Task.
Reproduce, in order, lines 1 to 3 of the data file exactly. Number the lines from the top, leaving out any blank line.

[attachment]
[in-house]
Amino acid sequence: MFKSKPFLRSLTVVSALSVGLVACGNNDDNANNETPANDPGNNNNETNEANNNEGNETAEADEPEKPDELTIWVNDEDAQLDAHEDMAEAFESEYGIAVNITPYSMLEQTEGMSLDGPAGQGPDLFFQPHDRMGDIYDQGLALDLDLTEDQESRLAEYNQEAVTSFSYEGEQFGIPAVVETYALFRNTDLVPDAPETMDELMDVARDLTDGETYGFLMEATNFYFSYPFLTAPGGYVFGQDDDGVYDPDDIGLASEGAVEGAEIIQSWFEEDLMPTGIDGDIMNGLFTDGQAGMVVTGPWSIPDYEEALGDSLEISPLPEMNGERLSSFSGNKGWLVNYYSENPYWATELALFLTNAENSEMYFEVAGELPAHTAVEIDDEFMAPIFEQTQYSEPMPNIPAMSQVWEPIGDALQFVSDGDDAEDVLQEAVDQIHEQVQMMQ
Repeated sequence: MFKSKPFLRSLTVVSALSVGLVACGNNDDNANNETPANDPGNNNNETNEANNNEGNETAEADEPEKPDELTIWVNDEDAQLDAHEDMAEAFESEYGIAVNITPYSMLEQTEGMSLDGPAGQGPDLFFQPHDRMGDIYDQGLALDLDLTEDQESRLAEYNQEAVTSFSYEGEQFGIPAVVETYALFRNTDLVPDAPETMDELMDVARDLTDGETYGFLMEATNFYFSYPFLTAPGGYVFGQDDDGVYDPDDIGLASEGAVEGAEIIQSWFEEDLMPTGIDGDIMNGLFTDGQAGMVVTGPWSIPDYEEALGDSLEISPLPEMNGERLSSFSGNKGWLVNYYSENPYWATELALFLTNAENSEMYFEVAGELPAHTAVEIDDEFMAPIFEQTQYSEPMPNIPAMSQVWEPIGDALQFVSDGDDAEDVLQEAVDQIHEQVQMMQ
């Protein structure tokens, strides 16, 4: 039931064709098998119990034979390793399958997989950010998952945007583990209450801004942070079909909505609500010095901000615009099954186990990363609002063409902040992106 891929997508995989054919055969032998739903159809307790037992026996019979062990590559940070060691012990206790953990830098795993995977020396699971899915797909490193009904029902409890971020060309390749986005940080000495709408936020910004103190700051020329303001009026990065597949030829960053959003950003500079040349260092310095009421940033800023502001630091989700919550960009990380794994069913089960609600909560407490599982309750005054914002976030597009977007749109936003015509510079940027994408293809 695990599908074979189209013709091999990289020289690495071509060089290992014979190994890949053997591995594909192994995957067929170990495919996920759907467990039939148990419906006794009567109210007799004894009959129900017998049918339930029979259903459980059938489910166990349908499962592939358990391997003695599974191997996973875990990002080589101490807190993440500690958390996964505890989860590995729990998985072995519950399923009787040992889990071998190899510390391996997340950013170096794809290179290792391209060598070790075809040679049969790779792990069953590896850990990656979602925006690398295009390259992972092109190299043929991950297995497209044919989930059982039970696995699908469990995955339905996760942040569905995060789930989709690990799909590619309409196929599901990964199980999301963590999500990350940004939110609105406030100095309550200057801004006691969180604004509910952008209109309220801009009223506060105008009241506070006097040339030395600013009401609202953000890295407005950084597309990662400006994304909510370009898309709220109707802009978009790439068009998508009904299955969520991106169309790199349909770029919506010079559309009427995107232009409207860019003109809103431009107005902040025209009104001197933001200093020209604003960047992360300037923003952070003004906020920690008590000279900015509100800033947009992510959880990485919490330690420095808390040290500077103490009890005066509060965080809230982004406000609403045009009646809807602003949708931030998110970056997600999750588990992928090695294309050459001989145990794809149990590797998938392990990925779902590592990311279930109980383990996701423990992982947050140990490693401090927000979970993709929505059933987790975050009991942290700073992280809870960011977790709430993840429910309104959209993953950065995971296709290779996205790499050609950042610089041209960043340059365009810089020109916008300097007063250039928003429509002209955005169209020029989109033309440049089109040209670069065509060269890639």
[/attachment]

[in-house]
Amino acid sequence: MFKSKPFLRSLTVVSALSVGLVACGNNDDNANNETPANDPGNNNNETNEANNNEGNETAEADEPEKPDELTIWVNDEDAQLDAHEDMAEAFESEYGIAVNITPYSMLEQTEGMSLDGPAGQGPDLFFQPHDRMGDIYDQGLALDLDLTEDQESRLAEYNQEAVTSFSYEGEQFGIPAVVETYALFRNTDLVPDAPETMDELMDVARDLTDGETYGFLMEATNFYFSYPFLTAPGGYVFGQDDDGVYDPDDIGLASEGAVEGAEIIQSWFEEDLMPTGIDGDIMNGLFTDGQAGMVVTGPWSIPDYEEALGDSLEISPLPEMNGERLSSFSGNKGWLVNYYSENPYWATELALFLTNAENSEMYFEVAGELPAHTAVEIDDEFMAPIFEQTQYSEPMPNIPAMSQVWEPIGDALQFVSDGDDAEDVLQEAVDQIHEQVQMMQ
Repeated sequence: MFKSKPFLRSLTVVSALSVGLVACGNNDDNANNETPANDPGNNNNETNEANNNEGNETAEADEPEKPDELTIWVNDEDAQLDAHEDMAEAFESEYGIAVNITPYSMLEQTEGMSLDGPAGQGPDLFFQPHDRMGDIYDQGLALDLDLTEDQESRLAEYNQEAVTSFSYEGEQFGIPAVVETYALFRNTDLVPDAPETMDELMDVARDLTDGETYGFLMEATNFYFSYPFLTAPGGYVFGQDDDGVYDPDDIGLASEGAVEGAEIIQSWFEEDLMPTGIDGDIMNGLFTDGQAGMVVTGPWSIPDYEEALGDSLEISPLPEMNGERLSSFSGNKGWLVNYYSENPYWATELALFLTNAENSEMYFEVAGELPAHTAVEIDDEFMAPIFEQTQYSEPMPNIPAMSQVWEPIGDALQFVSDGDDAEDVLQEAVDQIHEQVQMMQ